COMMENTARY: There’s been a clear Democratic wave in American politics since Donald Trump became president. Don’t expect that trend to propel Democrats to victory in southern New Mexico’s congressional race this year.
Sure, it’s possible Democrats can win the 2nd Congressional District seat in the U.S. House. But it’s likely that another Republican will replace outgoing U.S. Rep. Steve Pearce.
Democrats sometimes asked me during Pearce’s time in the House why their party couldn’t unseat him. The question usually came from the north, where a tea party congressman appears out of touch with New Mexico’s values.
Underneath that question was often a fundamental misunderstanding of southern New Mexico.
Pearce is giving up the House seat this year to run for governor. Lots of Democrats and Republicans are in the race to replace him. While there isn’t yet a frontrunner, former Hobbs Mayor Monty Newman, a Republican, announced a big endorsement Thursday from U.S. Sen. Ted Cruz of Texas. Cruz said Newman “has shown his commitment to work tirelessly to promote principles that reflect the values of the people of his district.”
To have a shot at winning, Democrats will have to tap into those values – the libertarian-leaning and morally conservative energy that pervades much of southern New Mexico.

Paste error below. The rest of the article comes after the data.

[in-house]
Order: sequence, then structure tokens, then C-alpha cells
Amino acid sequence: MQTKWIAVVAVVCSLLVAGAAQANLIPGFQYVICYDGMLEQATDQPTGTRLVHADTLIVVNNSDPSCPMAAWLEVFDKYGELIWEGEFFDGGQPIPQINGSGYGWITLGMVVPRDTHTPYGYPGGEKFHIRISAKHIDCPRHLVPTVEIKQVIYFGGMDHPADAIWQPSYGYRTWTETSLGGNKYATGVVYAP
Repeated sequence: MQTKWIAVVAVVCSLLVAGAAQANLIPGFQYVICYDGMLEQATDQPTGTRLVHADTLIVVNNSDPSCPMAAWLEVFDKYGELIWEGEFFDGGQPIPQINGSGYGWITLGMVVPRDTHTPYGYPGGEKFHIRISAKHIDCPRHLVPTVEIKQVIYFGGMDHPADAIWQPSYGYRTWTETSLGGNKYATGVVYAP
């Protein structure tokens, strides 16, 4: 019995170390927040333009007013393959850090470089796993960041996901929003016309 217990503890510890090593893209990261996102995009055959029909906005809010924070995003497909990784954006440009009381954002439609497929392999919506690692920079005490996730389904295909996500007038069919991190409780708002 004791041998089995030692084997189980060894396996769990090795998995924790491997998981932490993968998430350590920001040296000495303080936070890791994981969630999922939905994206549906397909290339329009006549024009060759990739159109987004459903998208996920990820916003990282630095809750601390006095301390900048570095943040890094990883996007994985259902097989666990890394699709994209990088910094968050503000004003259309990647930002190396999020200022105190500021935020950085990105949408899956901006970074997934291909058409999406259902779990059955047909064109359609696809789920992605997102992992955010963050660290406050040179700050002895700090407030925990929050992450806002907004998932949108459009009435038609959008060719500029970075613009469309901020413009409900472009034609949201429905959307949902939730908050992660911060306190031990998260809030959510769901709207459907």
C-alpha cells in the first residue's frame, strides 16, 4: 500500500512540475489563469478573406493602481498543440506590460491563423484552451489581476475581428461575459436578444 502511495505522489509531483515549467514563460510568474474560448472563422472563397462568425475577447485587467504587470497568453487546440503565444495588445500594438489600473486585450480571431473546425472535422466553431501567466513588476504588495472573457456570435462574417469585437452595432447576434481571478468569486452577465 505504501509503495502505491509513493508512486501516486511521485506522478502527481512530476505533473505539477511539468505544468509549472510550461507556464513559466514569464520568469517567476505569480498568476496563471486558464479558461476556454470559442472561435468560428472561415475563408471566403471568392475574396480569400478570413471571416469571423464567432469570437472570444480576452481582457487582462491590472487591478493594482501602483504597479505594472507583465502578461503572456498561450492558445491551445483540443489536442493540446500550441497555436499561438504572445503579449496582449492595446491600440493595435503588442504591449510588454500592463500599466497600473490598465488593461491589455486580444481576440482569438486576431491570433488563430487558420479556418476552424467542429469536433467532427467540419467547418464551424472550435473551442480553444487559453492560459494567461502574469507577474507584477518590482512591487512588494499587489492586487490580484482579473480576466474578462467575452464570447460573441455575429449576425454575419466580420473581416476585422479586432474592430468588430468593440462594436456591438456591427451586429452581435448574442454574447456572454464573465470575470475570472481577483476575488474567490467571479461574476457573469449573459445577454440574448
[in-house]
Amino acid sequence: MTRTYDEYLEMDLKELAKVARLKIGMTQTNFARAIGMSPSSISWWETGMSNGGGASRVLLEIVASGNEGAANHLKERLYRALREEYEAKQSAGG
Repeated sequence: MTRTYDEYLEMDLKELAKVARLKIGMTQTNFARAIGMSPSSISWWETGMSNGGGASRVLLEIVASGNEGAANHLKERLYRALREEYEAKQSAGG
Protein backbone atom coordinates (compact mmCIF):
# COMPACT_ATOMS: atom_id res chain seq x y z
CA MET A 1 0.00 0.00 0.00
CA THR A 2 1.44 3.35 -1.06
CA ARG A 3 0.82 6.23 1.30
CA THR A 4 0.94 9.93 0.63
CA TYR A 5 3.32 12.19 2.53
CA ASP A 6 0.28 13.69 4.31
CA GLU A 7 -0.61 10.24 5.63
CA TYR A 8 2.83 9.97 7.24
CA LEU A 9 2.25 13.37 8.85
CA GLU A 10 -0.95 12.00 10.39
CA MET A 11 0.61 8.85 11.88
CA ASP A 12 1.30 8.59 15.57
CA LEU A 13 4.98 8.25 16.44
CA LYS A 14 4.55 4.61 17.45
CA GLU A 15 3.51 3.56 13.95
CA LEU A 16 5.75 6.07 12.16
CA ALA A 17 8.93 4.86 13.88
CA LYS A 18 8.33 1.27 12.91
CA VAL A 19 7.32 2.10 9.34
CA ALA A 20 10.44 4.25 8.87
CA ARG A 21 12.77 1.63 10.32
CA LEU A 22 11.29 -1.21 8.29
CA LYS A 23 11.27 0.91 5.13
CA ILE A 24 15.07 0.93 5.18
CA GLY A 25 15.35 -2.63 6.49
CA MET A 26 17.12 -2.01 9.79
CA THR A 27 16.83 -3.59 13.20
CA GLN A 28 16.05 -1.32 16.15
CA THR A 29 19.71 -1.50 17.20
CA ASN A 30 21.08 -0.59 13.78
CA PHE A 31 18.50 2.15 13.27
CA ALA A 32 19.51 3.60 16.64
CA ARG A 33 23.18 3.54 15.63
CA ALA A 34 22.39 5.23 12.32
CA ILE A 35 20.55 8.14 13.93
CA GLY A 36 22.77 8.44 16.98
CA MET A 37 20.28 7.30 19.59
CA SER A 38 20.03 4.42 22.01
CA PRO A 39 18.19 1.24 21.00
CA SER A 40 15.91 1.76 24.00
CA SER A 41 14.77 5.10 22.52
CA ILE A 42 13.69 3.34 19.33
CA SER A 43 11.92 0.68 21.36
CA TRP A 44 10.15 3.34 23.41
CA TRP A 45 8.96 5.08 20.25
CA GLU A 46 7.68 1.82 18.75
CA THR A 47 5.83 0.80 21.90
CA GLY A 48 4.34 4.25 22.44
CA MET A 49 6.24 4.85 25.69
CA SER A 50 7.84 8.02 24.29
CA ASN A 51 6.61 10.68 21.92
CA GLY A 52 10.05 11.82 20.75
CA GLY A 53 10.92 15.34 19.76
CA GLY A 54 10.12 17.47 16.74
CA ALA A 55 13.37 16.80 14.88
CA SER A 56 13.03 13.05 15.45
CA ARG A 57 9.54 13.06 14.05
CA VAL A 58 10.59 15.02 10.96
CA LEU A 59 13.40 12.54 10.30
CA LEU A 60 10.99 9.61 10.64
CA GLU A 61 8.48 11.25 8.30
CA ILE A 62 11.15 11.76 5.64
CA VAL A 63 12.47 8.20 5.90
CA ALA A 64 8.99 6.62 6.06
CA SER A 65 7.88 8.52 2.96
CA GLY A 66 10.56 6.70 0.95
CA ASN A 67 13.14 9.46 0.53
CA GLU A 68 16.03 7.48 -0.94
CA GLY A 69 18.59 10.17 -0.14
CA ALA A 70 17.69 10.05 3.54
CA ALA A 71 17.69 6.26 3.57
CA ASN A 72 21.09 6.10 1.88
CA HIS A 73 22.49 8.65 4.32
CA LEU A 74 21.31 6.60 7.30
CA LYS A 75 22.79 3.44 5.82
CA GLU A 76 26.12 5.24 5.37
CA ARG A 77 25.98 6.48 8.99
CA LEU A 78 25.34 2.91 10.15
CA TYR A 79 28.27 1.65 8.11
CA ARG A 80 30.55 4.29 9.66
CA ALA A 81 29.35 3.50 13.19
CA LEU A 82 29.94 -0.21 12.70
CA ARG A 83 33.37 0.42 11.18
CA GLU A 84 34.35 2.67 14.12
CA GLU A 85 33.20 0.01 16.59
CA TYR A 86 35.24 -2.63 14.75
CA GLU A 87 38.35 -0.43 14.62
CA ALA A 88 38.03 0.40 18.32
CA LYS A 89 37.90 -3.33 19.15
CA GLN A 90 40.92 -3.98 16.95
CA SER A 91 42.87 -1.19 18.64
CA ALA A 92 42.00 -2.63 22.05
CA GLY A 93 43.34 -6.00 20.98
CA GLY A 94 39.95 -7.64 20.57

The district is roughly the size of Pennsylvania. It includes the state’s second-largest urban center, Las Cruces, which has become an overwhelmingly Democratic region thanks to changing demographics and strong organizing.
Outside of Doña Ana County, the district is vastly different. People depend on oil, gas and ranching, and many view their jobs and way of life as under attack from the left. There are more registered Democrats than Republicans in the 2nd District – 41 percent to 36 percent. But self-interest trumps ideology.
Democrats nationally are pushing for gun control. That’s a non-starter for many rural folks who are far from a sheriff’s deputy when they need help. A campaign to defend an endangered species or a mesa from ranching or drilling lands with a thud for many whose jobs are dependent on those industries.
The last Democrat this district’s voters sent to Washington was Harry Teague in 2008. The politically moderate owner of an oil company took on the nearly impossible task of balancing his party’s plans with his district’s desires.
It didn’t work. Voters replaced Teague with Pearce in 2010.
Because, in spite of Las Cruces’ growth, this is a rural district. Even if Democrats win the seat this year, they are unlikely to hold it for long. They’d have to make a more intentional and long-term effort to organize throughout the district and build new support systems for people. And the region would have to become less dependent on oil, gas and ranching.
Given the reality of New Mexico’s economy, that isn’t likely to happen anytime soon.